Membership is male dominated.
Like with the age of membership, this is a no-win situation. If women join the club, they are either join because of their partner is a photographer, or the female membership are few and far in-between. Before anyone jumps on the bandwagon and say this post doesn’t cover equality, I don’t know how many LGBTQ photographers are members of camera clubs, and I won’t presume they are over or under represented within the camera clubs. However, in my experience, the camera club lacks diversity across the gender divide. Unless all the male dominated membership is taken out, there is little a club can do to draw in new members.
Meet on a work night with a late finish.
This is one of my bigger contentions with camera clubs. They meet on a weekday night, and generally start at 8pm and finish at 10pm. Some clubs over-run by anything up to 1 hour. This is tough for those who work the next day. This would put a few people off wanting to join a club. I don’t know what the right solution would be, other than to suggest holding the club night on a Friday evening or even on the weekend. There are pros and cons to any suggestion that is made. People will say that weekends are the only time they have with their families, some may not be able to attend camera clubs for religious reasons. Also, the cost of hiring the venue may be a lot more expensive on a weekend compared to weekday evenings.
One thing that is generally overlooked is the dynamic lives people lead now. Childcare is expensive, some people work shifts, family circumstances constantly changes. Some people do not have the flexibility to attend camera clubs as often as they wish. Often or not, the days they can attend, the programme may not be to their liking. It’s a difficult challenge that the camera clubs and the potential members face.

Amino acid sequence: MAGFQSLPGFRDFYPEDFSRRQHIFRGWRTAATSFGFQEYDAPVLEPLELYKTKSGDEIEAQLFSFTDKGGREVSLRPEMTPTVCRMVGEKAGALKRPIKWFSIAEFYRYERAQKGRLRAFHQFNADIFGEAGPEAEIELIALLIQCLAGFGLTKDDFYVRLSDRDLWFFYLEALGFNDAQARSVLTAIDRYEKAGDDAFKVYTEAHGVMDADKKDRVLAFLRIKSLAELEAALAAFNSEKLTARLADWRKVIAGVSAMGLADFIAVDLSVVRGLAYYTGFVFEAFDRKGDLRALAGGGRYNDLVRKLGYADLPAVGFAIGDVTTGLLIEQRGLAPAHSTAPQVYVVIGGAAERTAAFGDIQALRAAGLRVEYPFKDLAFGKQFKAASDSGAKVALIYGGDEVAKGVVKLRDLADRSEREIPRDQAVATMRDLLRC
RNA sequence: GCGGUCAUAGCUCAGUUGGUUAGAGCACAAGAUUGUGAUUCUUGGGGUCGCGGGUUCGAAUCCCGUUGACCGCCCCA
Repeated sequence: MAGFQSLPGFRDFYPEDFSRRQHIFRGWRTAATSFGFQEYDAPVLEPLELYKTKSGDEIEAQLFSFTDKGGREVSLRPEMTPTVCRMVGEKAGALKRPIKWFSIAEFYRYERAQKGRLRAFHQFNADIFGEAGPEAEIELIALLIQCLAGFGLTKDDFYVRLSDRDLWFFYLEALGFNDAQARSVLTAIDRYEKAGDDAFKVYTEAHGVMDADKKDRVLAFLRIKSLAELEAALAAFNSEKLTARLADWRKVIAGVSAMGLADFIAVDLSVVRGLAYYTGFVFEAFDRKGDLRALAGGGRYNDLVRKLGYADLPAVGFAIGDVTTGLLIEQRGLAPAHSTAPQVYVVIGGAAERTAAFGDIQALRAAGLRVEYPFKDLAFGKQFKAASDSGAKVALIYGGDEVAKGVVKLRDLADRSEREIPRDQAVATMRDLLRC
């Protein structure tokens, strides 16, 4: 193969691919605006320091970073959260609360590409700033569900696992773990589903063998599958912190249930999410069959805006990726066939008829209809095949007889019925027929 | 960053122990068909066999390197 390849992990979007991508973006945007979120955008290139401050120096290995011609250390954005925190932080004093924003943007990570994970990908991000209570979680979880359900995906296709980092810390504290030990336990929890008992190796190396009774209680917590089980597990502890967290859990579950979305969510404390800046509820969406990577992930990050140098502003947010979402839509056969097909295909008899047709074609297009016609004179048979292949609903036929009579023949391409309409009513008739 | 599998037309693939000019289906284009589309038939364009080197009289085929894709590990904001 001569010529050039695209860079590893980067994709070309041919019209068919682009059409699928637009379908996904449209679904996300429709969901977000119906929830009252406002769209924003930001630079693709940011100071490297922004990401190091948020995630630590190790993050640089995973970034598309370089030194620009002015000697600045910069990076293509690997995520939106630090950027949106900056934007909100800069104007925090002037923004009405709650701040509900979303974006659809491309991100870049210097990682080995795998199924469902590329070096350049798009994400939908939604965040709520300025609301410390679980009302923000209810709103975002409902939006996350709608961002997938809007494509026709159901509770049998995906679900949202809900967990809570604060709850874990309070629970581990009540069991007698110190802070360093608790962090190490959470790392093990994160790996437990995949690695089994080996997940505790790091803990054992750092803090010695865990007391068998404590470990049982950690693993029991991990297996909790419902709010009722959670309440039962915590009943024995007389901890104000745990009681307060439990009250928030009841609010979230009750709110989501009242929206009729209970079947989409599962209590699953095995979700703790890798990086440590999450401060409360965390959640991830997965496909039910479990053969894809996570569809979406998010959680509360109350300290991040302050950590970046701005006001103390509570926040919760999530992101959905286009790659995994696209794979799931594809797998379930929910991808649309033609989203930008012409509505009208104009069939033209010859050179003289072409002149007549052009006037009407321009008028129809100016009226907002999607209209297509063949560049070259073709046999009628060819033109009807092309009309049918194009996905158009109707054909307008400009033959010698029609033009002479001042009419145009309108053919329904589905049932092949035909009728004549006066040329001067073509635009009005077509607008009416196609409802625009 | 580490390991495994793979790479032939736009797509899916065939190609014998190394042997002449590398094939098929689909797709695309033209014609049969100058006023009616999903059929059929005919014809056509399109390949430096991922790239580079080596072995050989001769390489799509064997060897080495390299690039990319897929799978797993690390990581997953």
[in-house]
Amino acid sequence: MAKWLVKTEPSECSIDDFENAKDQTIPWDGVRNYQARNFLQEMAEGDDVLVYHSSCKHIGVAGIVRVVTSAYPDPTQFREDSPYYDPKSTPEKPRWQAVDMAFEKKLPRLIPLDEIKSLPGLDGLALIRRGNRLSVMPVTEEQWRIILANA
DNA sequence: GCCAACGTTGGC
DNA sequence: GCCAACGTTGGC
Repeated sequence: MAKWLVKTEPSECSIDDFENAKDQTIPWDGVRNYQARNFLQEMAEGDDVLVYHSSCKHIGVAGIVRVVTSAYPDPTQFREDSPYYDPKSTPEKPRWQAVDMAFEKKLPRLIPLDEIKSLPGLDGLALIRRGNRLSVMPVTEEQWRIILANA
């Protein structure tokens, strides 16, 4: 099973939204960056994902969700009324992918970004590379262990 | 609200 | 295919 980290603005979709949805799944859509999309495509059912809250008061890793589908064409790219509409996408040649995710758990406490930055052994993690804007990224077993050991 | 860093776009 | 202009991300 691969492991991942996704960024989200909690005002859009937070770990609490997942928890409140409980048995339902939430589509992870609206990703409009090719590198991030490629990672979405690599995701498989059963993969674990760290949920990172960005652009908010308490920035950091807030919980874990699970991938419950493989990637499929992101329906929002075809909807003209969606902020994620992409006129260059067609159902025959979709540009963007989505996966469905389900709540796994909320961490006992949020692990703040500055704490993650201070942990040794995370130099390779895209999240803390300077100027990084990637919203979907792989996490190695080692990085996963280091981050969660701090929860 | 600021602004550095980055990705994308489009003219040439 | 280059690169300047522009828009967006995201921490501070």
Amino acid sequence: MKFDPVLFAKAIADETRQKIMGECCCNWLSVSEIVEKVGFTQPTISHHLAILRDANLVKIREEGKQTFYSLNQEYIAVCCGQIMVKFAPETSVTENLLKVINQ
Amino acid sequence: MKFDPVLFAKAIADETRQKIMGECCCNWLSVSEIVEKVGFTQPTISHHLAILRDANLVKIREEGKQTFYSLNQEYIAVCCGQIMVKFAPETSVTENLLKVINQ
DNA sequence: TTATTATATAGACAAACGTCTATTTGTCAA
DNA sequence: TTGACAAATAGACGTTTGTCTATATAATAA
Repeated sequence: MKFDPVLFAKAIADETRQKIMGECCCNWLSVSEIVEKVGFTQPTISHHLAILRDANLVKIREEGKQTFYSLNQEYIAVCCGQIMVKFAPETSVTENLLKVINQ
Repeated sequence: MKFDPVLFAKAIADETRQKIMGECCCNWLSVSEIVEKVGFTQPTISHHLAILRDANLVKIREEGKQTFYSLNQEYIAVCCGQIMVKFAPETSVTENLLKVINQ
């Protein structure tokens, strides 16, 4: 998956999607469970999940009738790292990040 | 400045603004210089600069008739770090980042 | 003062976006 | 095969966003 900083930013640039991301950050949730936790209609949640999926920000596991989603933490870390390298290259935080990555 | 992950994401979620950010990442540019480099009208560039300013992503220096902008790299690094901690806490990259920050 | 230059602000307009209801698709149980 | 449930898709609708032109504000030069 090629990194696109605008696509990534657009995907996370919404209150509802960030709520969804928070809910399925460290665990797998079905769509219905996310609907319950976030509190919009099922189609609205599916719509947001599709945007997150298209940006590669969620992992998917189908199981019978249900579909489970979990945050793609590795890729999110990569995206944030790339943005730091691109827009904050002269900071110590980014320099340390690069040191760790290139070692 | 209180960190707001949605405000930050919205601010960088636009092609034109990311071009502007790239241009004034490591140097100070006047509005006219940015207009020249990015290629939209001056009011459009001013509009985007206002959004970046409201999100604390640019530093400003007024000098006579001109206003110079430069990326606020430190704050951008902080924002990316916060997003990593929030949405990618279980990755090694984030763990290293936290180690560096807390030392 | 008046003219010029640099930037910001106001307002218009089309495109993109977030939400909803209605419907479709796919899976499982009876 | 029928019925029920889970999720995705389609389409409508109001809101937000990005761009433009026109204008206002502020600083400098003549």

Lack of camera club in the area or the location is not accessible.
Sadly, camera clubs are disappearing and due to pressures of cost as well as finding a location that accommodates a wide range of members. This includes those who drive (parking) or use public transport. The other issues with lack of camera clubs is the lack of interest from those who are not currently a member. This comes down to preconceptions that Camera Clubs are for the older generation.
Need to be a part of a Clique / Gang.
When people start to arrive or during the tea breaks, members normally huddle in their usual groups. This can be because of the following reasons:
- Existing members are friends outside the camera club.
- Existing members see new members and see them as the problem for the committee to sort out.
- The membership will see the new member as disengaging and not attempt to break the ice.
- New members can be seen as a threat to the status quo. Existing members fear that new members will do well in competitions and steal their thunder.
The list is endless.
I can use the end of saying, camera clubs need to change or die. Some will, however, do well and attract new members continuously. Some won’t. Camera clubs do try and provide a varied programme to try and attract as much attention as possible. Potential new members who stay the course of the season can try and see how the club runs and try and influence the way the club works in the future. However, potential new members look for what they want right now. They find resources on the internet, Social Media as well as magazines, and shy away from camera clubs. Should camera clubs adopt a style that is adopted on the internet? Fast paced, with both face to face and online presence? If they have an online presence, what content should be presented?
I suspect that camera clubs may have missed the boat in some cases. There are successful clubs that have moved with the times and they will do well. The question is, where do those dwindling go from here?